Skip to main content

View Diary: Mercenaries, war, and my childhood (368 comments)

Comment Preferences

  •  We're speculating... (none)
    And I fell into that trap as well.

    We shouldn't speculate as to the real motive for what these people were doing there, is my opinion. My problem is that we just don't know what they were doing.

    I was responding to aimee's comment directly (I quoted it); if she's wrong, then my response there doesn't have relevence, obviously.

    •  I just don't agree. (none)
      Its true we can't know what the iraqi's thought and that they may have thought these guys were soldiers and been willing to attack them, or they may have thought these were not soldiers and been willing to attack them. And they may or may not have believed that whoever these guys were our military would respond to the attack. and our military may or may not treat these particular deaths as, for all purposes, identical to attacks on our forces. None of that is really relevant except insofar as we are trying to prevent future attacks on all persons in the Iraqi war zone, and trying to prevent confusion between who is and who is not a lawful combatant.

      Not wearing uniforms is the first mark of not being a legal soldier, for purposes of waging legitimate war.  If the Iraqis killed them thinking they were spies, or profiteers, or whatever they weren't "wrong" in the sense of "incorrect" though they may have been "wrong" in the sense of "I don't like my fellow countrymen to be killed" (which is true). But my wants/desires don't come into it. I wasn't consulted by bushco in going into this war, and none of these mercenaries took me and what I wanted into account when they decided to take themselves into a war zone for profit.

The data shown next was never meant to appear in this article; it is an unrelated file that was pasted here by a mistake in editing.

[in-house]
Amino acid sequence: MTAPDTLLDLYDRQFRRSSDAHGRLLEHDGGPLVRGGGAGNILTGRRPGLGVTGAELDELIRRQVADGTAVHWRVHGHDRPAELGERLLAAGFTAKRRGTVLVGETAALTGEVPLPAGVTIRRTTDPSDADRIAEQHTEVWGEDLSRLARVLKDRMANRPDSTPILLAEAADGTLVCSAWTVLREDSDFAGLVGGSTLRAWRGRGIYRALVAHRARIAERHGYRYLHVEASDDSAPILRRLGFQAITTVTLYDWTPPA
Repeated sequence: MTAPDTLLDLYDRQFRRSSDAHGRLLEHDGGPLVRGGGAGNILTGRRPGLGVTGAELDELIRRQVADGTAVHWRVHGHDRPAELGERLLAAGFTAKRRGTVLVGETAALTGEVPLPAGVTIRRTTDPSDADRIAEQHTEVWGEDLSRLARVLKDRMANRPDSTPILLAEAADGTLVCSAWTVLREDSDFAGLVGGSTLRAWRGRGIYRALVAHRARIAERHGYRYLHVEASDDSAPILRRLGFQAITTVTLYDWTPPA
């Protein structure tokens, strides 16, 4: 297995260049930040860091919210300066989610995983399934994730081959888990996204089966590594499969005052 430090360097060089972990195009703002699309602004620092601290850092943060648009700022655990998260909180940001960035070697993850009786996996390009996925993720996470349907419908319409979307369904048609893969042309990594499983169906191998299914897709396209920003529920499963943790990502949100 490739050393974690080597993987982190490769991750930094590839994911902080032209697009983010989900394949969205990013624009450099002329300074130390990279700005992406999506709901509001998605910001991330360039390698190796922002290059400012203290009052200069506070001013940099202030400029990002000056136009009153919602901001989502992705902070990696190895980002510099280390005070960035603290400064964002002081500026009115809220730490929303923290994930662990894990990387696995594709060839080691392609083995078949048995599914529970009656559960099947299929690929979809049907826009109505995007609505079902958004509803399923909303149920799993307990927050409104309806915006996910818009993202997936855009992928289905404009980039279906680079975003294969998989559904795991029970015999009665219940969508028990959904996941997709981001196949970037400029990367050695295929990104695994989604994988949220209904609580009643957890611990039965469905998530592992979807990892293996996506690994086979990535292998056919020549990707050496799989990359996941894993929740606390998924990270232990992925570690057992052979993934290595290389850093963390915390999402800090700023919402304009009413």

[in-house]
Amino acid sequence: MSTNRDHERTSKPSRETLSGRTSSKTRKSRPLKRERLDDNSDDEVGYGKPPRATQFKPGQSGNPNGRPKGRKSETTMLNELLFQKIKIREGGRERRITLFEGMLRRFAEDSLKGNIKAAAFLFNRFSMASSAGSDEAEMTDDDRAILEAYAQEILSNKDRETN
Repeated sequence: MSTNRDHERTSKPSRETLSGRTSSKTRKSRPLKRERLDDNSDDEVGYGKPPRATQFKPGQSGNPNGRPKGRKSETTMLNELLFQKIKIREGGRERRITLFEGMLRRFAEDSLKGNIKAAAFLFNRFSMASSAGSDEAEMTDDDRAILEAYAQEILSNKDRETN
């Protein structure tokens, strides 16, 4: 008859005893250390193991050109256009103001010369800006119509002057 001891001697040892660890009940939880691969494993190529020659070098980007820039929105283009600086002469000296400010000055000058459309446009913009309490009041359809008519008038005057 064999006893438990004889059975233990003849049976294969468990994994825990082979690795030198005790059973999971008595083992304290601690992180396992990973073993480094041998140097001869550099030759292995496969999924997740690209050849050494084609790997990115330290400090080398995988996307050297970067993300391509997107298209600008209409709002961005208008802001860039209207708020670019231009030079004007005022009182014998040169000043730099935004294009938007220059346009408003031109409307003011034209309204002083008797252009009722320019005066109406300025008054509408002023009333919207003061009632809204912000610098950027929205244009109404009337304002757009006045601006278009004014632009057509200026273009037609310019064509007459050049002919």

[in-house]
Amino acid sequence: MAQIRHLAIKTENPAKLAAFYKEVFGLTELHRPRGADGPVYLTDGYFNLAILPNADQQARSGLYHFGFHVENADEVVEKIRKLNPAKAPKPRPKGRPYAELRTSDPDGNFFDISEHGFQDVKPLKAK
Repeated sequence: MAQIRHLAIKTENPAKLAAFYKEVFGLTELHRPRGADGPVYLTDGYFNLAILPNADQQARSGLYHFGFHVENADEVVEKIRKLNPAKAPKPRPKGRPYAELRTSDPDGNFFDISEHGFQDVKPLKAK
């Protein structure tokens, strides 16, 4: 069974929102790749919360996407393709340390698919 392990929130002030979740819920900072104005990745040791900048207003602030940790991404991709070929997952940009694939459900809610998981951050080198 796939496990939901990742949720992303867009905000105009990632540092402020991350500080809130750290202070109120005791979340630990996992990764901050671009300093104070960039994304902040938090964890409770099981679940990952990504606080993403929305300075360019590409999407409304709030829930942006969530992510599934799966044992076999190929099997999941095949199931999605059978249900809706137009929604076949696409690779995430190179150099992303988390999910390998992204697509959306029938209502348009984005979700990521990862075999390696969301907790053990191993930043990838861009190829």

However, these mercenaries and the whole outsourcing of our military and its duties is blurring the line between lawful combatants and civilian contractors in ways that are going to come back and bite us in the ass.

      You may want to separate this conclusion from righteous emotional response "Oh no!: people are being killed!" and somehow think of them at different moments or in different discussions but I don't. I don't because the fact that these deaths got on the six o'clock news doesn't make them the most signficant to me. The fact that these deaths happened to my compatriots doesn't make them the most signficant to me. These deaths are some in a number of deaths foretold, and a number of deaths of incredible sorrow and savagry: iraqi civilians? radiation sickness deaths from depleted uranium? raped women in the cities we haven't secured? the families of people dancing on those bridges? the soldiers who were, without fanfare or acknowledgement, killed on the same day? The children and other people who have or will be killed when we figure out what the appropriate military response is to these deaths?

      I am darned if I see why my emotional reponse to these four deaths should be dictated by you, or by any considerations other than those I've laid out above.  

      aimai

      •  "the line" (none)
        "However, these mercenaries and the whole outsourcing of our military and its duties is blurring the line between lawful combatants and civilian contractors in ways that are going to come back and bite us in the ass."

        It's not blurrring the line, it's crossing it.

        I am not currently Licensed to Practice in this State.

        by ben masel on Fri Apr 02, 2004 at 05:34:12 PM PST

        [ Parent ]

Subscribe or Donate to support Daily Kos.

Click here for the mobile view of the site